In Haryana, the life of a promising young singer is cut short

Parul, a 28-year-old Haryanvi folk singer, who gained fame for her songs dedicated to B.R. Ambedkar, documented her daily life as a singer and performer on Instagram Reels. On May 11, in one of her last posts, she talked about going to a studio later during the day to record a song.

On May 22, the body of Parul, who had been missing for 12 days, was found buried near a highway in Haryana’s Rohtak district, two days after two men were arrested by the Delhi Police for allegedly kidnapping and murdering her. According to the police, one of the accused bore a “grudge” against the victim as she had sent him to prison on rape charges.

“Our entire family of eight depended on her. She used to keep telling me that she is doing everything possible to get her brother and sisters married and settled,” her father Gopal* said.

Pillar of support

Parul’s village lies a few kilometres beyond Najafgarh's last metro station, close to the Delhi-Haryana border.

Farmlands flank the first few kilometres of the village. Beyond the farms lie rows of houses. At the other end of the village lies the modest three-room rented accommodation where Parul lived with her family.

Her brother Varun* remembers his sister as being full of energy.

After her graduation, with a B.A. in Political Science from Delhi University, Parul took an active interest in politics. She started writing songs and poems on Bhim Rao Ambedkar.

Mr. Varun said that even during her college days, Parul would often sneak out to attend public meetings, and calls for protest issued by the Bhim Army, the grassroots organisation from which Chandra Shekhar Azad formed his Azad Samaj Party.

Mr. Varun recalled how, “Parul and I would keep fighting over every little thing. But whenever I or anyone in the family needed anything, she was always there.”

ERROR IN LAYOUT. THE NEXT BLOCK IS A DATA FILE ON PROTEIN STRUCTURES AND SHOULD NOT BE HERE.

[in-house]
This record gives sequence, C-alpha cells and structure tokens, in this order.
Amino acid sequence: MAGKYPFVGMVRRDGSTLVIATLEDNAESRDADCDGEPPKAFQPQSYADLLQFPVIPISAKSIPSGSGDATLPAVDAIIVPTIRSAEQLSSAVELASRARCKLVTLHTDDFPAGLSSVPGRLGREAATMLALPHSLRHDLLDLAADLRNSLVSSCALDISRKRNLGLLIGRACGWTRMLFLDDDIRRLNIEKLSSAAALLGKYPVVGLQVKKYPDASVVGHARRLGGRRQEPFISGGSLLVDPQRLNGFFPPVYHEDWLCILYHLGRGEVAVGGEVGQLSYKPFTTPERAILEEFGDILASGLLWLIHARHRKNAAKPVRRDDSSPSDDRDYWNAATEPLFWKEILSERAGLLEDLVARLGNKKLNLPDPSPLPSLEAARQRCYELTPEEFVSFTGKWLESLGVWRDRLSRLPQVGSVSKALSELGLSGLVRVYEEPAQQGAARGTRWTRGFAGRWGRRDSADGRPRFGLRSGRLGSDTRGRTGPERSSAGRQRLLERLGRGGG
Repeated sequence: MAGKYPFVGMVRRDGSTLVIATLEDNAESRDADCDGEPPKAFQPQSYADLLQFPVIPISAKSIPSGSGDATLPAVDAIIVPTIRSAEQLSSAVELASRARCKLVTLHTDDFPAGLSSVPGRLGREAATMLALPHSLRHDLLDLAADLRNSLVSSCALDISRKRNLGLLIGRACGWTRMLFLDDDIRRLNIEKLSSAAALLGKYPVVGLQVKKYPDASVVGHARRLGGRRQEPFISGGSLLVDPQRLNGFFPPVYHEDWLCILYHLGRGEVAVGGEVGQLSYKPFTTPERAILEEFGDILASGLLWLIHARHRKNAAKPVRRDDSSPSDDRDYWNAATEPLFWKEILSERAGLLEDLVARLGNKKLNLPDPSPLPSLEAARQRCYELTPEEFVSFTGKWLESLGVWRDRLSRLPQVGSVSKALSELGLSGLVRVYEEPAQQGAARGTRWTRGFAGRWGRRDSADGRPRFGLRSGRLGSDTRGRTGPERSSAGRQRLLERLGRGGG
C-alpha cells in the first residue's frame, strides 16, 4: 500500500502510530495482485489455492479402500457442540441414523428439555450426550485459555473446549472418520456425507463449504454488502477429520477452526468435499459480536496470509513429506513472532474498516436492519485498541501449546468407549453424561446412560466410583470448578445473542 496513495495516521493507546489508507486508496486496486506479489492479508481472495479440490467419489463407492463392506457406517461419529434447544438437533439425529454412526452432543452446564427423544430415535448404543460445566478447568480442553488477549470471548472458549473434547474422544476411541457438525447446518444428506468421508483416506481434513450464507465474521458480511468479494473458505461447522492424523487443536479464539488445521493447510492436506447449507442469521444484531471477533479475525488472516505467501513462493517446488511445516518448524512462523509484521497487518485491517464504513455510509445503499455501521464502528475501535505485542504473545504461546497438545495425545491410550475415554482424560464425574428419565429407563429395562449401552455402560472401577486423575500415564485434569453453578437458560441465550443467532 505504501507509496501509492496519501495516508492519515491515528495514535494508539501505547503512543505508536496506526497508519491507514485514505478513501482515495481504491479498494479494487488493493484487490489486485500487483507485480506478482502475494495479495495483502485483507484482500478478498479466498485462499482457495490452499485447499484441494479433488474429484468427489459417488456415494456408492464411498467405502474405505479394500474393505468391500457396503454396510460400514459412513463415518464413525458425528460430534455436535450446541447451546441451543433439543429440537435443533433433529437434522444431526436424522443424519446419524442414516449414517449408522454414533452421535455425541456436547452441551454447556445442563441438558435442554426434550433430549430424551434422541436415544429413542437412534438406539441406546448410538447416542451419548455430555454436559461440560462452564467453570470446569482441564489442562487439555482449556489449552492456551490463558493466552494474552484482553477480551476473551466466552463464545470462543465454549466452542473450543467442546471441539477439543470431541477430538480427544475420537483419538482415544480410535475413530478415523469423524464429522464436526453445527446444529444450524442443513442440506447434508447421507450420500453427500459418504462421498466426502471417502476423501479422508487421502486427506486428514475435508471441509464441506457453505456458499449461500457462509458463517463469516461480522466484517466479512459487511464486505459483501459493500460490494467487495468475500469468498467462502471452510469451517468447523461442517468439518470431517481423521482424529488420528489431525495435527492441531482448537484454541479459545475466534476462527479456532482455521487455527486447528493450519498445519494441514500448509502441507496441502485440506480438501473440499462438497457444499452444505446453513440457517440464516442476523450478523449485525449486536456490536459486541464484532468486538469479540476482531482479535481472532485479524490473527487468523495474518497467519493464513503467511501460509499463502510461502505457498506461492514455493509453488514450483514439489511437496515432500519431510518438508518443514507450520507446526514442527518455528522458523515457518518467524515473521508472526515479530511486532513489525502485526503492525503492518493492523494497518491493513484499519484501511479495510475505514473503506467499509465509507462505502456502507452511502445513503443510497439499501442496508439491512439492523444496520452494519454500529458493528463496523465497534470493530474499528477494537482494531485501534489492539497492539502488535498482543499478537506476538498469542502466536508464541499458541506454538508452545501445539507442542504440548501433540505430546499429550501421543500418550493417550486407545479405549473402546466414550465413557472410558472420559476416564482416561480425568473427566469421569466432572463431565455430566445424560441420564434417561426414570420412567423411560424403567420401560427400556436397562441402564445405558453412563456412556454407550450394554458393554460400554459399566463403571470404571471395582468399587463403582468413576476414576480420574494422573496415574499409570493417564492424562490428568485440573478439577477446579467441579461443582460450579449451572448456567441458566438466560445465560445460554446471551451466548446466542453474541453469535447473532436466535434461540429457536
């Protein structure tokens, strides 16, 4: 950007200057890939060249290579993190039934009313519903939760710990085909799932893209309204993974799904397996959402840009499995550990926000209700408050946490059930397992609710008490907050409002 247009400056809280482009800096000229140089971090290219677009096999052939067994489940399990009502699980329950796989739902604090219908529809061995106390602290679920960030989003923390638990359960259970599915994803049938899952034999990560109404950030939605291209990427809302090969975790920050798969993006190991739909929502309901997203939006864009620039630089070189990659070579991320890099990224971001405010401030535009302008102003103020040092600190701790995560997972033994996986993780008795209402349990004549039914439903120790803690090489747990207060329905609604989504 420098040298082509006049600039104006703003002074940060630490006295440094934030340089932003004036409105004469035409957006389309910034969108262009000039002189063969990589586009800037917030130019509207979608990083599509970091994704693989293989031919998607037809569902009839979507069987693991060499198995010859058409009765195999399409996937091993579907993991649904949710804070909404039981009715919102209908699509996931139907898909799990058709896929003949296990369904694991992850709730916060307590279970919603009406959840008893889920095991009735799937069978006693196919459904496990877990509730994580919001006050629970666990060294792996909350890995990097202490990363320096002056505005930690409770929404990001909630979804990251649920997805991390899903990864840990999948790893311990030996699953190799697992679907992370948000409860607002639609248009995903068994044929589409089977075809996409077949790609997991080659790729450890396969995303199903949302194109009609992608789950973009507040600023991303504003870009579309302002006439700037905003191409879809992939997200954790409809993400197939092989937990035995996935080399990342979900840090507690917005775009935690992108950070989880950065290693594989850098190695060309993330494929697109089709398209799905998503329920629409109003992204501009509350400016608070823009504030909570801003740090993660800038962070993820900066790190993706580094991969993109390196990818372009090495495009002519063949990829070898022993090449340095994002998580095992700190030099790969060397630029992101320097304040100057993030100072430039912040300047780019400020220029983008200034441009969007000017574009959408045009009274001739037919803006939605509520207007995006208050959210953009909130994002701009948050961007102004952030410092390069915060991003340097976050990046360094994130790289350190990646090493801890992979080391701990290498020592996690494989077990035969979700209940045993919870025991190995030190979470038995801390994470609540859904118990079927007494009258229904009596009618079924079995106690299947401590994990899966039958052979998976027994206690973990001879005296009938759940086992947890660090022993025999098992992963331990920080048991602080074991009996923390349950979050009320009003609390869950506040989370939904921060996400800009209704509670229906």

As an example, Mr. Varun talks about how he had once asked Parul to buy him a motorcycle. “She did not tell me, but ever since that day, she kept saving money, and one fine day, she bought me a second-hand motorcycle. I never had to ask her for anything twice,” Mr. Varun says.

The family now depends on the small salary of ₹8,000 to Rs 9,000 a month that Varun brings home. “We have not even thought about what comes next,” Mr. Gopal said, talking about their family’s finances. He has not been able to work ever since he suffered a slipped disc. With Parul gone; the family doesn’t know how it will manage to pay the monthly rent of ₹5,000.

“She was paying for my medication. Varun is doing his best but I'm afraid, it will not be enough," Mr. Gopal said.

Inspiring figure

Bhim Army activists who knew Parul talked about the lengths to which the promising young singer contributed to their community. Ranvijay*, a Bhim Army activist, said Parul worked as a Civil Defence Volunteer, and sang Haryanvi pop numbers and devotional songs. But what she was clearly proud of, was her tribute to Mr. Ambedkar. Her last few YouTube videos show Parul performing at Ambedkar Jayanti events.  

Mr. Ranvijay said that he met Parul at a protest in Delhi last September over the brutal rape and murder of a seven-year-old Dalit girl allegedly by a temple priest in the Delhi Cantonment area.

“She used to send me links of the songs that she wrote about Ambedkar. Listening to those songs, you felt as if Parul really wanted to stir up a revolution. Those songs inspired many of us,” Mr. Ranvijay said.

Went missing

Till two days after she went missing, Parul’s family thought she did not get in touch with them due to her phone’s battery dying. On May 13, they approached the police and a missing person’s report was registered the next day at the Jaffarpur Kalan police station.

Eventually, Mr. Gopal and his brother-in-law started tracking her phone's last known location.

In trying to retrace her journey, they found the CCTV footage of a dhaba near her last known location, where she could be seen with a man. They handed over all this material to the police at Jaffarpur Kalan police station.

On May 22, Mr. Gopal was informed that Haryana police had found his daughter’s body buried along a highway near Rohtak.

“I have not slept a wink since she went missing. Had the police acted in time, we would not be here, mourning her, right now,” Mr. Gopal said, sitting on the porch of their rented dwelling on the outskirts of Delhi.

Sequence of events

“She didn't go missing, she was taken away,” Mr. Gopal said as he recalled the chain of events that led to him discovering about his daughter’ death.

A few days before May 11, he says Parul got a call from a person named Mohit who wanted her to record a song. His daughter had initially declined the offer. But she eventually agreed.

“She was supposed to wait for us that day, as we were returning from my sister's place. But she called and said she was leaving at around 3 p.m. with one Mohit in his car to Bhiwani. And she left his number at home," Mr. Gopal said.